Los Angeles Dodgers are a team of the generations
Champagne sprayed throughout the Chicago White Sox clubhouse on Sept. 17, 1983. Fans stormed the field to celebrate as the Southsiders defeated Seattle, 4-3, on a walk-off sacrifice fly and clinched their first postseason title in 24 years.
Amid the reveling in the cavernous locker room of old Comiskey Park was 7-year-old Jerry Hairston Jr. watching as his father celebrated with the likes of Carlton Fisk, Harold Baines, third-base coach Jim Leyland and manager Tony LaRussa.
"I remember champagne splashing everywhere and I knew then how important winning was," recalled Hairston, who went 2-for-4 with an RBI against the Mets Friday night but didn't play on Saturday. "Even at a young age I was like 'wow, how important, these guys worked extremely hard and how great it is to win.' "
That fateful Saturday night in his bubbly-soaked clothes Hairston knew he wanted to be a major league baseball player.
"You saw grown men kind of acting like kids and knowing how important winning was," he said. "I knew I wanted to do that."
The 36-year-old Dodgers infielder and brother of Mets outfielder Scott Hairston has done that, carrying on a family tradition with nine teams over the last 15 years, including the 2009 World Series champion Yankees. A third-generation major leaguer, Hairston Jr. is one of six Dodgers carrying the figurative torch for their major-league lineages.
In addition to Hairston, the Dodgers have outfielder Tony Gwynn Jr. (son of the San Diego Padres Hall of Fame outfielder); shortstop Dee Gordon (son of 21-year reliever and former Yankee Tom); and current minor-league second basemen Justin Sellers (son of Jeff) and Ivan De Jesus Jr. (son of 15-year shortstop) and outfielder/first baseman Scott Van Slyke (son of five-time Gold Glove outfielder Andy).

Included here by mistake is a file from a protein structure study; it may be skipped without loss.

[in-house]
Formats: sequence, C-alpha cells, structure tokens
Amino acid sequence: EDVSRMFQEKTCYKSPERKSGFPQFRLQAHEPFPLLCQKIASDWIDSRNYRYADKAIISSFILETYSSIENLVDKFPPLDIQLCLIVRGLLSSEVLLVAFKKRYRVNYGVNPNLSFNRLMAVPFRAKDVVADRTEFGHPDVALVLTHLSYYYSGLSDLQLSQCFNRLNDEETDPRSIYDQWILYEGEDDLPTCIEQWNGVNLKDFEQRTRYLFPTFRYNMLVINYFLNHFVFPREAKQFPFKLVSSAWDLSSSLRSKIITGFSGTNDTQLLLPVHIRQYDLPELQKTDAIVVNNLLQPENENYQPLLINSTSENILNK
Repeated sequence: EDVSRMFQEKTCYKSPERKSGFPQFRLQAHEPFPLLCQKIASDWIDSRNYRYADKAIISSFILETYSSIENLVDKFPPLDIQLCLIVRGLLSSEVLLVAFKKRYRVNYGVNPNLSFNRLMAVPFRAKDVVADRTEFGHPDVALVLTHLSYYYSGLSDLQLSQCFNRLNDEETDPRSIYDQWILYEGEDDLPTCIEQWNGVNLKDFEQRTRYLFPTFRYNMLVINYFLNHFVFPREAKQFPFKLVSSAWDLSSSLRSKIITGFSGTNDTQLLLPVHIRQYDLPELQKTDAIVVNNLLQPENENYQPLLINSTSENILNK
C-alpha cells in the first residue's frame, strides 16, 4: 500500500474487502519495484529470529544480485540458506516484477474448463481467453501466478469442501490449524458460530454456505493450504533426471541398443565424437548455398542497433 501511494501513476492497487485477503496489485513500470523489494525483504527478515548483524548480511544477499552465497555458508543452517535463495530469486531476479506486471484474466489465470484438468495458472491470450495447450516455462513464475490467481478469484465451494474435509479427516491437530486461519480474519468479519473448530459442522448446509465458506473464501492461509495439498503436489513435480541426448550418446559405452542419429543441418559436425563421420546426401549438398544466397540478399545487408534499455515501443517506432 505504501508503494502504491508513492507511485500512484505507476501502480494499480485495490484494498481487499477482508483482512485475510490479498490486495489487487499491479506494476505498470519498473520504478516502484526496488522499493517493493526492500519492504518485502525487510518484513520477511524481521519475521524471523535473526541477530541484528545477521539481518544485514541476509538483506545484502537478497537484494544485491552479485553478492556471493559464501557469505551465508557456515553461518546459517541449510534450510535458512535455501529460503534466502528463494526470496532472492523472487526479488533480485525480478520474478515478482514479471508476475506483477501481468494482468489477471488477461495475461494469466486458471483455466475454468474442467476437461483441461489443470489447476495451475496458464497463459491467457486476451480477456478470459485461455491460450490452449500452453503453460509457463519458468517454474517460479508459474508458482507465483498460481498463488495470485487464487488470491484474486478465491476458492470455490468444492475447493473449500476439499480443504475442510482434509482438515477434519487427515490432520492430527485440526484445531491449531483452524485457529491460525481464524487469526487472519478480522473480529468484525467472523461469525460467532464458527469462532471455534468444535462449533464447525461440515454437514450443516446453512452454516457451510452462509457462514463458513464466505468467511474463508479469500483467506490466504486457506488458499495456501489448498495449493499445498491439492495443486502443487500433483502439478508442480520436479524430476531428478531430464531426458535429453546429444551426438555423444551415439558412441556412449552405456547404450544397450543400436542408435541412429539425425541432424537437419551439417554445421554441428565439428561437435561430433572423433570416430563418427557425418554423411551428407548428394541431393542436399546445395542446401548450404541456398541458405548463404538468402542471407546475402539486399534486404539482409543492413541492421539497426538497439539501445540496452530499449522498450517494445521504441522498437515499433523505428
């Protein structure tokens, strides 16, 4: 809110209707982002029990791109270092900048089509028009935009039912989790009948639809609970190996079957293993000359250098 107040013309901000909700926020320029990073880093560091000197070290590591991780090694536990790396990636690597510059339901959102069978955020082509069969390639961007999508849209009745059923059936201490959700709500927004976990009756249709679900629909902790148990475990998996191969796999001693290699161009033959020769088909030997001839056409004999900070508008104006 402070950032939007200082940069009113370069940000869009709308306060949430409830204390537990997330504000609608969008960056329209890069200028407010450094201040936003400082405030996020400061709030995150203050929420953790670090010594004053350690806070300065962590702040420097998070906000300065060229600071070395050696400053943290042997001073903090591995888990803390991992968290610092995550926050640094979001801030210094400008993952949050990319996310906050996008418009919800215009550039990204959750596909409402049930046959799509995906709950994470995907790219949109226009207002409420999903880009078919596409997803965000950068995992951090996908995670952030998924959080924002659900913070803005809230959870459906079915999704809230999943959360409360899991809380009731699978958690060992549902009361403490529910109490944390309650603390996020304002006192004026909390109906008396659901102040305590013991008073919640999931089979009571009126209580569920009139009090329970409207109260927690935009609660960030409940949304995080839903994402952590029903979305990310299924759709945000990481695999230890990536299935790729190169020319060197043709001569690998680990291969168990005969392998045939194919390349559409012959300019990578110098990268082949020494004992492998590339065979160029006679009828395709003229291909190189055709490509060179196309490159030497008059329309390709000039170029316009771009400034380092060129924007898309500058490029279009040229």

"All of us really grew up in the clubhouse and being around the baseball field and players," Gwynn Jr. said. "I think it comes into play as far as knowing how to conduct yourself in the clubhouse, knowing how to be a good teammate and I think us six guys share those similarities."
Living in the shadow of a member of the 3,000-hit club and a .338 career hitter is part of Gwynn Jr.'s day-to-day life on and off the field.
"It's something that you can let be a distraction or something you can kind of embrace and go with it and I've chosen to embrace it," he said. "Obviously it's easier to embrace it when you're not quite on the level that your father was and that's all good by me."
Beyond the obvious perks of spending much of his early life in major league clubhouses, Gwynn Jr. said his most memorable experience was going to the 1998 All-Star Game in Colorado and listening to his dad, Barry Bonds and Curt Schilling talk baseball in the clubhouse.
"It was like a big roundtable pitchers, hitters, all just talking about what makes each other tick," said Gwynn Jr., who was 15 at the time. "How they try to attack each other, offensively and defensively. I'm like 'are you kidding?' I thought that was pretty cool."
The Dodgers are continuing their trend of multi-generational players, having drafted shortstop Jesmuel Valentin, son of Jose; pitcher Jordan Hershiser, son of Orel; and shortstop Jose Vizcaino Jr. this year.
The Hairston baseball bloodlines trace to Hairston Jr.'s grandfather Sam, a Negro leagues catcher who played one season with the White Sox. Sam had two sons, Jerry Sr. and Johnny, who also made it to the big leagues. The five Hairstons are tied with the Delahanty brothers for the most members of one family to play in the majors.
"I feel very privileged and very fortunate that we've had so many people come out of our family and to play major league baseball," Hairston Jr. said. "I know how hard it is to get to this level and obviously to stay. We're just a family that really loves baseball. We were never the superstars like the Bonds or the Griffeys. We weren't all 6-3, 210 or 225 [pounds] but we just have a passion for the game.
"We love playing the game and it's really been good for our family."